Agencies and landowners in Lincolnshire are helping to find out what caused a mystery deadly illness while dogs were on walks.
Last year, a Lincoln man’s dog died after it was taken for a walk in Clumber Park. It is suspected the King Charles Spaniel died of Seasonal Canine Illness (SCI).
The local man’s dog was not the only pet to fall ill and die last autumn of the illness — owners in Nottinghamshire, East Anglia and Warwickshire also reported similar symptoms when walking in the countryside.
Symptoms include severe vomiting, diarrhoea, shaking and trembling and high temperature within 24 hours after being walked in the countryside, particularly woodlands.
Jo Atkinson from the Forestry Commission said: “Although no cases have yet been reported this year, we are working with our many partners to get a clearer picture of the distribution and reasons behind this upsetting sickness.
“Both dog owners and vets can play their part too in helping protect cherished pets.”
While the cause is determined, owners are advised to watch out for sudden illness in their dogs, and contact a vet immediately.
Also, dog owners should monitor where their dog is walked, what it may eat or drink while out and consider keeping dogs on a lead more.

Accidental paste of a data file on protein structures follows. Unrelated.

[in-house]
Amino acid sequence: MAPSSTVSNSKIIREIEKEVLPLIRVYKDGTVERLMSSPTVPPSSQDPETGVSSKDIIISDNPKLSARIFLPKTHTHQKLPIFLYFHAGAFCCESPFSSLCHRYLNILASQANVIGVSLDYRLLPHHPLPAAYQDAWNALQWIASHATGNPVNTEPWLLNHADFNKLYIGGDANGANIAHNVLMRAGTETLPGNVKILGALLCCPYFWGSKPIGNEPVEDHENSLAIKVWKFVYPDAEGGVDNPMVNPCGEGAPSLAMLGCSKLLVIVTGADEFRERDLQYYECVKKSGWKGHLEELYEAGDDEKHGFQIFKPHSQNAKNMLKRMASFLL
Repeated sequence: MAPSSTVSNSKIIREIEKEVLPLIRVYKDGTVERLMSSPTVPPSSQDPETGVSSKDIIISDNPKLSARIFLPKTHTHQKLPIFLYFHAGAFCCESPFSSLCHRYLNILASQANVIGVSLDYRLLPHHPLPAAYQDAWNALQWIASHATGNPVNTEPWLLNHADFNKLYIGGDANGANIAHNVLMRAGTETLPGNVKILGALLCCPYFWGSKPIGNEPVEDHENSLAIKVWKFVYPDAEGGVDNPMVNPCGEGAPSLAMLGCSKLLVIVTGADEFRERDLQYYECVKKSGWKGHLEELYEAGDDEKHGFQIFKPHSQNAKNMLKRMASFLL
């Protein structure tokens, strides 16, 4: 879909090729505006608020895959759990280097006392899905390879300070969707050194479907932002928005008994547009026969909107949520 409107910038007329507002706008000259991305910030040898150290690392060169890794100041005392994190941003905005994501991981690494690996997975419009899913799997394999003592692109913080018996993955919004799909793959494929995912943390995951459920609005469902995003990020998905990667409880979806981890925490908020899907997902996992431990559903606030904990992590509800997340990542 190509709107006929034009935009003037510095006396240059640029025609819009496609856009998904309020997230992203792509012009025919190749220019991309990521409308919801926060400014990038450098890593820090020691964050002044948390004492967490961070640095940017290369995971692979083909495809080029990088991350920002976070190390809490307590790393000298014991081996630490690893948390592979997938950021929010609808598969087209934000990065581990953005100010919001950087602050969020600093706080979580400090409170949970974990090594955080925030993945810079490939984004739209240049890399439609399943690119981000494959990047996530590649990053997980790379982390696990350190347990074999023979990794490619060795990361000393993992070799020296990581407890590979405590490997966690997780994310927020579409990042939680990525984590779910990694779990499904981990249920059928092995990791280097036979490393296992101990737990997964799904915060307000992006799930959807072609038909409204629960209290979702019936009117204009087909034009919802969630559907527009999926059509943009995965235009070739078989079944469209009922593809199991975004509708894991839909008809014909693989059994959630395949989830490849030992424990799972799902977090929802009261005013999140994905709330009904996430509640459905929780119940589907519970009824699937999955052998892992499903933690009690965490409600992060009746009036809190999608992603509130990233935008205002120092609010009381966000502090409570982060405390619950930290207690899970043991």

Vets can then report suspected cases to the relevant authority.
The Forestry Commission also stepped up its attempts to solve the mystery in a number of ways:
- Data collection on incidents is coordinated between agencies to achieve a much better picture of any outbreaks. It is likely that cases have gone unreported in previous years.
- The Animal Health Trust is asking dog owners who have walked in affected areas to fill in a questionnaire, even if dogs did not fall ill.
- Nottingham University Veterinary School is to carry out two research projects to try to develop a test for a possible toxin which may be to blame.
- Landowners are seeking to work with vets to learn about cases more rapidly so they can inform people using their sites for dog walking.
- The Veterinary Poisons Information Service will monitor reports for unusual cases which could be SCI.